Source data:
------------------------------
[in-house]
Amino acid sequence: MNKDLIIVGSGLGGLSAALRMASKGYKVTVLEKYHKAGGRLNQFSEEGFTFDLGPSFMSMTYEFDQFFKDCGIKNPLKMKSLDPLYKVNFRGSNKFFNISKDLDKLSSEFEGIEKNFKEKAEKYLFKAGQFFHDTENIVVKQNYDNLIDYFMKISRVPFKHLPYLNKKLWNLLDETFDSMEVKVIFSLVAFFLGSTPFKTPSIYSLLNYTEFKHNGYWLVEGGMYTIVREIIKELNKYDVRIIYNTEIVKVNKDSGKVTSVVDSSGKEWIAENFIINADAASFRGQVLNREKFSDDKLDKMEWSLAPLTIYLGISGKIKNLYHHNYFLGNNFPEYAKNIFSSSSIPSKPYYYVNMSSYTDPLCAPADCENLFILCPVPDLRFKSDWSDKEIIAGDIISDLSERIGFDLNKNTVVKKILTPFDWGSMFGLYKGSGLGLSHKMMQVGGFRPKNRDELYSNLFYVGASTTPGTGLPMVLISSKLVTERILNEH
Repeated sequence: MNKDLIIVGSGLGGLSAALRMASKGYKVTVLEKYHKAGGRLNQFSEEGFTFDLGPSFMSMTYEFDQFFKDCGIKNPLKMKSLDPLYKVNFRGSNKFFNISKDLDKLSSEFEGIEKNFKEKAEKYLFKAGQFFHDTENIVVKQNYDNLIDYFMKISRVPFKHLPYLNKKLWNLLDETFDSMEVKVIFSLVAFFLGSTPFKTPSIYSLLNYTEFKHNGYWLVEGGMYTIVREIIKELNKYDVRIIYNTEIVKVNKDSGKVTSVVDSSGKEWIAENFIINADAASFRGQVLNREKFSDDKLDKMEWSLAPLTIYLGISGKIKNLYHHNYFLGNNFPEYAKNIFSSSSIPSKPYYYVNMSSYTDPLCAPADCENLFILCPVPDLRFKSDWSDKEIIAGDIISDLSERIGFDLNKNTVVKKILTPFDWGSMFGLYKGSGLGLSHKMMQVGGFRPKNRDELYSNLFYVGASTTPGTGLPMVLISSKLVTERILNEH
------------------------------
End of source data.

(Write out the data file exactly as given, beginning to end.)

[in-house]
Amino acid sequence: MNKDLIIVGSGLGGLSAALRMASKGYKVTVLEKYHKAGGRLNQFSEEGFTFDLGPSFMSMTYEFDQFFKDCGIKNPLKMKSLDPLYKVNFRGSNKFFNISKDLDKLSSEFEGIEKNFKEKAEKYLFKAGQFFHDTENIVVKQNYDNLIDYFMKISRVPFKHLPYLNKKLWNLLDETFDSMEVKVIFSLVAFFLGSTPFKTPSIYSLLNYTEFKHNGYWLVEGGMYTIVREIIKELNKYDVRIIYNTEIVKVNKDSGKVTSVVDSSGKEWIAENFIINADAASFRGQVLNREKFSDDKLDKMEWSLAPLTIYLGISGKIKNLYHHNYFLGNNFPEYAKNIFSSSSIPSKPYYYVNMSSYTDPLCAPADCENLFILCPVPDLRFKSDWSDKEIIAGDIISDLSERIGFDLNKNTVVKKILTPFDWGSMFGLYKGSGLGLSHKMMQVGGFRPKNRDELYSNLFYVGASTTPGTGLPMVLISSKLVTERILNEH
Repeated sequence: MNKDLIIVGSGLGGLSAALRMASKGYKVTVLEKYHKAGGRLNQFSEEGFTFDLGPSFMSMTYEFDQFFKDCGIKNPLKMKSLDPLYKVNFRGSNKFFNISKDLDKLSSEFEGIEKNFKEKAEKYLFKAGQFFHDTENIVVKQNYDNLIDYFMKISRVPFKHLPYLNKKLWNLLDETFDSMEVKVIFSLVAFFLGSTPFKTPSIYSLLNYTEFKHNGYWLVEGGMYTIVREIIKELNKYDVRIIYNTEIVKVNKDSGKVTSVVDSSGKEWIAENFIINADAASFRGQVLNREKFSDDKLDKMEWSLAPLTIYLGISGKIKNLYHHNYFLGNNFPEYAKNIFSSSSIPSKPYYYVNMSSYTDPLCAPADCENLFILCPVPDLRFKSDWSDKEIIAGDIISDLSERIGFDLNKNTVVKKILTPFDWGSMFGLYKGSGLGLSHKMMQVGGFRPKNRDELYSNLFYVGASTTPGTGLPMVLISSKLVTERILNEH